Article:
Our first full day in Hong Kong involved visiting clients and potential clients for work. However, the compact size of the city and the ease of using the MTR meant that we were able to indulge in mini bites of sightseeing by foot throughout the day. That is, we paid attention to the sights and sounds of a city in action as we went about our business. Doing this gave us the idea for our last half-day of sightseeing, a visit to the Museum of Art to see the “Early 20th Century Guangdong Painting” exhibition.
Unfortunately the weather was no help for a good part of the day. It rained on and off for most of the morning. This is how I learned about Quick Tip #2. 😉
At least knowing that I was heading for a hot and humid environment I had packed quick dry clothing, so within a short space of time the torrential soaking that came my way began to feel like I had taken a warm shower and was drying off in a nice warm room. Although sheltering in a mall or the subway system meant it felt more like I was drying off in an icebox. Needless to say, the umbrella was purchased shortly after the first heavy downpour.
We spent most of this day on Hong Kong Island. Our first stop was a client who has offices in the building called The Centre; which we later found out plays a leading role in the nightly Symphony of Light show. This gave us our first taste of the business and shopping area known as Central. It is certainly a mix of the old and the new, just like most parts of Hong Kong.
It also introduced the idea that Hong Kong grows in a very organic way. As you can see, if you visit this link to a description of The Centre, it is a completely modern and very opulent building. Directly in front of the lovely open entry garden and pathway seen in the bottom photograph there lurks an older, run-down building. Clearly the developer of The Centre did not want, or could not get the entire land area facing on to Queen’s Road.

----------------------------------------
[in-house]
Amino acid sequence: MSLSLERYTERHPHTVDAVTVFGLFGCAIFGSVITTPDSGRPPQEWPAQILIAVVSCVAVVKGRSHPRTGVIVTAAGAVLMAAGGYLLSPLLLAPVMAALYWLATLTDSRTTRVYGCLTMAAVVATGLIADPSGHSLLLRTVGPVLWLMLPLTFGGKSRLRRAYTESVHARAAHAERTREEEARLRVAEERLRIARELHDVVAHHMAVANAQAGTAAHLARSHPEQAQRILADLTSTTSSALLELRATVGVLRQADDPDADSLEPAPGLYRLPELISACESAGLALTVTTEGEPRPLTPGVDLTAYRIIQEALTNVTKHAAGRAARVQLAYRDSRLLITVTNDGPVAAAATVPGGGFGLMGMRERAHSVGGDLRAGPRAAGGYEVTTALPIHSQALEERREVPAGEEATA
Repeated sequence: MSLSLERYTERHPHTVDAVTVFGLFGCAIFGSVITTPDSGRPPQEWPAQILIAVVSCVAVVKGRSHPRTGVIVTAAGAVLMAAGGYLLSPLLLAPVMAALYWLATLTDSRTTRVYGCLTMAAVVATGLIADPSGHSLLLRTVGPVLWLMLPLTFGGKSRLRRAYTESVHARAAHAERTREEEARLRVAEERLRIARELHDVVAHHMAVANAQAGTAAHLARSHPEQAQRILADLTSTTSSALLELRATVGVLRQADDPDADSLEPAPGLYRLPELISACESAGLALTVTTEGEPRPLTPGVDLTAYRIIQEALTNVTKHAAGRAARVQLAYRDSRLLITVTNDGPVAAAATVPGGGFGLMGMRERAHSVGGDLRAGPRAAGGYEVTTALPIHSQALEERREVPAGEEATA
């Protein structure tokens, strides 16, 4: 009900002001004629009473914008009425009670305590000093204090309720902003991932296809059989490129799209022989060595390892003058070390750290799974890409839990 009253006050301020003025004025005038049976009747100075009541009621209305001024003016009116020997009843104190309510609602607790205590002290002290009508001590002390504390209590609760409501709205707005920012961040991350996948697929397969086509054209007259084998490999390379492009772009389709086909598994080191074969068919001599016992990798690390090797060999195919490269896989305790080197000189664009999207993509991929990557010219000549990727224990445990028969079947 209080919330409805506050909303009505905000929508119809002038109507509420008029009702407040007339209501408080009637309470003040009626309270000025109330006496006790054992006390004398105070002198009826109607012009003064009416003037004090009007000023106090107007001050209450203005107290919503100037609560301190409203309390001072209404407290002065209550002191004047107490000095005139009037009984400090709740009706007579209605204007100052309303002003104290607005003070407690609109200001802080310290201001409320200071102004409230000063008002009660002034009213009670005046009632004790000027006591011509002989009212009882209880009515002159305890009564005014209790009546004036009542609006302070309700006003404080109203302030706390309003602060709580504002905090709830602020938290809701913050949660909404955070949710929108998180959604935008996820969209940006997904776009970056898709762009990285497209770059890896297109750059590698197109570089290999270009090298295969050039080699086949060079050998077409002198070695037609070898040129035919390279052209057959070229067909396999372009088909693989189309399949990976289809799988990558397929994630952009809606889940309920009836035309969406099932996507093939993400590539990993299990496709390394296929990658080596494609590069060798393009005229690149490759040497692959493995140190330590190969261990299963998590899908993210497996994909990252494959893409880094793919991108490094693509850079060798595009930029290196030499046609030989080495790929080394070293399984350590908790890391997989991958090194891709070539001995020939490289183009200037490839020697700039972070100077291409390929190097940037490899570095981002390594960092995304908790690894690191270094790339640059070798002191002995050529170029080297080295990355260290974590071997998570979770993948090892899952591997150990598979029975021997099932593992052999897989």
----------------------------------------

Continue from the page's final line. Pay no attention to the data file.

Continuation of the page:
So what do they about the run-down old building?
They screen as much of it as possible with a translucent glass, plant and water feature, which nearly encircles this old building on three sides.
It’s quite a remarkable sight, and the very next day we saw a similar thing at another client’s lovely modern building, but in that case it was a brick wall that looked to be about 2 storeys high and then topped with a wire and pole arrangement that was adorned with the beginnings of green vines. Clearly if the neighbours aren’t too pretty (and you have to look at them) all efforts are made to minimise the impact.
It’s screening but on a substantial scale. 😮
A little bit later in the day we were in a great position to see the controversial and angular Bank of China Tower, which I set about taking photographs of too. We were also introduced to navigating our way around the elevated roads, above road walkways and the underground walkways of Hong Kong. Although I have to say the signage in the MTR stations is great – there are maps telling you which of the many exits takes you to which notable buildings, shopping malls or attractions – the elevated walkways are not always quite as helpful.
After spending many hours on foot around the business district I learned Quick Tip #4 and Quick Tip #5 😉 and the luxury of sitting in a Pacific Coffee outlet sipping a mochaccino and reading the South China Morning Post for a window on local affairs.
I was very glad to make the final MTR trip back to our hotel (which conveniently is situated right next to an exit) and collapse into a sore and tired heap on the sofa.
Thank goodness for the Executive Lounge, and the cocktail and canape hour, just the thing to revive tired bodies. 😉